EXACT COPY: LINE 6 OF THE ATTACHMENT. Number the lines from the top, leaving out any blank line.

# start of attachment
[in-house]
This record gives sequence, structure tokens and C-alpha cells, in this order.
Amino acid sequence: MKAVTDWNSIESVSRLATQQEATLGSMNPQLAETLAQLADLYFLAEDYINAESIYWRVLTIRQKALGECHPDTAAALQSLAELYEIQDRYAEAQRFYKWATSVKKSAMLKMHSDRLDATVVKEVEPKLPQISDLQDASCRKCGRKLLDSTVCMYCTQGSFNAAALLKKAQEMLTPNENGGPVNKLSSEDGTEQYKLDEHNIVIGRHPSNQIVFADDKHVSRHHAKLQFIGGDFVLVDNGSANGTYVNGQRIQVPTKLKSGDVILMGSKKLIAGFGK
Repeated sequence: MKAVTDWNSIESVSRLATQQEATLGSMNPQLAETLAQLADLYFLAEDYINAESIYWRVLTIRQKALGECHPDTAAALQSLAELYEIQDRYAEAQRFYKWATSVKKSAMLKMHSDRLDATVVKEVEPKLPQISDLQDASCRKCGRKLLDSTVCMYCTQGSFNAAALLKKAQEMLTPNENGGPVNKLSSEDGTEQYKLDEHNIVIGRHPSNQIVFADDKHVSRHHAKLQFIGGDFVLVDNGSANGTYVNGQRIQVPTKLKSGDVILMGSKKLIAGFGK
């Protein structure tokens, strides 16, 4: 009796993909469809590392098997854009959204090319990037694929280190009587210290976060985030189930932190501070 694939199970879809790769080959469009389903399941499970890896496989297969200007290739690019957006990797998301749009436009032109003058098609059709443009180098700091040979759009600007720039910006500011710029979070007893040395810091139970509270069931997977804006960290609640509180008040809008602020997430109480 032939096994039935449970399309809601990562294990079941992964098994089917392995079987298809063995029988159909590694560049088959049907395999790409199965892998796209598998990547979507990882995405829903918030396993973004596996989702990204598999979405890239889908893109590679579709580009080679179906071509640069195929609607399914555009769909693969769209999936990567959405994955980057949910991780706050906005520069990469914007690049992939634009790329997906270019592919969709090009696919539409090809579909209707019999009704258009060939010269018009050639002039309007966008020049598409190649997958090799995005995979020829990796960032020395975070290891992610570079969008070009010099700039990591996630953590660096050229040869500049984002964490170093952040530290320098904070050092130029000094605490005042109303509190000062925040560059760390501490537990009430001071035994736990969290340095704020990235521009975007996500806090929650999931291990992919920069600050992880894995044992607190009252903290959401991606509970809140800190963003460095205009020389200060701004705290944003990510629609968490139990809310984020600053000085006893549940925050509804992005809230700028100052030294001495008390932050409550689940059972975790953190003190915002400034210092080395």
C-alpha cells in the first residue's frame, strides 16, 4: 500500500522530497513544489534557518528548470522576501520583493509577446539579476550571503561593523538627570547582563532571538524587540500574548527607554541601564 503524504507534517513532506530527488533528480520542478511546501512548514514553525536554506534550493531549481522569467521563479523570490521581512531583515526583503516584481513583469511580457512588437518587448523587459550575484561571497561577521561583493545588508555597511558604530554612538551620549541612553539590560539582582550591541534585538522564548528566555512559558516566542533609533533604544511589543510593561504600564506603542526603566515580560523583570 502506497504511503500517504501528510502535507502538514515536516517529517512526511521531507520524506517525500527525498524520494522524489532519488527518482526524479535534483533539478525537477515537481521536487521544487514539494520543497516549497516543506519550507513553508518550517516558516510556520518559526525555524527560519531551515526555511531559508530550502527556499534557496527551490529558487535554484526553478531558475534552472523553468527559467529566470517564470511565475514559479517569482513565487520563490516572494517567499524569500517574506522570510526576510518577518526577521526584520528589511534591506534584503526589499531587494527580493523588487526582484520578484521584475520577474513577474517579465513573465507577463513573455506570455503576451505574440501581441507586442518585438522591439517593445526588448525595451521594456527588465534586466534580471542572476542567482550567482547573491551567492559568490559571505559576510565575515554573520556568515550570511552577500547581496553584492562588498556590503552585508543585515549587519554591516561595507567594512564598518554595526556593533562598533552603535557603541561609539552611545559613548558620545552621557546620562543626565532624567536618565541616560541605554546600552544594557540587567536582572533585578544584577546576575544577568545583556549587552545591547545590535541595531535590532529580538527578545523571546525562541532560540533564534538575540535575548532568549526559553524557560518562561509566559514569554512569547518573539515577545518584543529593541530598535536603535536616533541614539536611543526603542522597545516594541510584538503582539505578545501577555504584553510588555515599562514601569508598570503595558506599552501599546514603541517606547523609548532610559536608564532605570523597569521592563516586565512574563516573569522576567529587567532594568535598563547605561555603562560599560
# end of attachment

C-alpha cells in the first residue's frame, strides 16, 4: 500500500522530497513544489534557518528548470522576501520583493509577446539579476550571503561593523538627570547582563532571538524587540500574548527607554541601564 503524504507534517513532506530527488533528480520542478511546501512548514514553525536554506534550493531549481522569467521563479523570490521581512531583515526583503516584481513583469511580457512588437518587448523587459550575484561571497561577521561583493545588508555597511558604530554612538551620549541612553539590560539582582550591541534585538522564548528566555512559558516566542533609533533604544511589543510593561504600564506603542526603566515580560523583570 502506497504511503500517504501528510502535507502538514515536516517529517512526511521531507520524506517525500527525498524520494522524489532519488527518482526524479535534483533539478525537477515537481521536487521544487514539494520543497516549497516543506519550507513553508518550517516558516510556520518559526525555524527560519531551515526555511531559508530550502527556499534557496527551490529558487535554484526553478531558475534552472523553468527559467529566470517564470511565475514559479517569482513565487520563490516572494517567499524569500517574506522570510526576510518577518526577521526584520528589511534591506534584503526589499531587494527580493523588487526582484520578484521584475520577474513577474517579465513573465507577463513573455506570455503576451505574440501581441507586442518585438522591439517593445526588448525595451521594456527588465534586466534580471542572476542567482550567482547573491551567492559568490559571505559576510565575515554573520556568515550570511552577500547581496553584492562588498556590503552585508543585515549587519554591516561595507567594512564598518554595526556593533562598533552603535557603541561609539552611545559613548558620545552621557546620562543626565532624567536618565541616560541605554546600552544594557540587567536582572533585578544584577546576575544577568545583556549587552545591547545590535541595531535590532529580538527578545523571546525562541532560540533564534538575540535575548532568549526559553524557560518562561509566559514569554512569547518573539515577545518584543529593541530598535536603535536616533541614539536611543526603542522597545516594541510584538503582539505578545501577555504584553510588555515599562514601569508598570503595558506599552501599546514603541517606547523609548532610559536608564532605570523597569521592563516586565512574563516573569522576567529587567532594568535598563547605561555603562560599560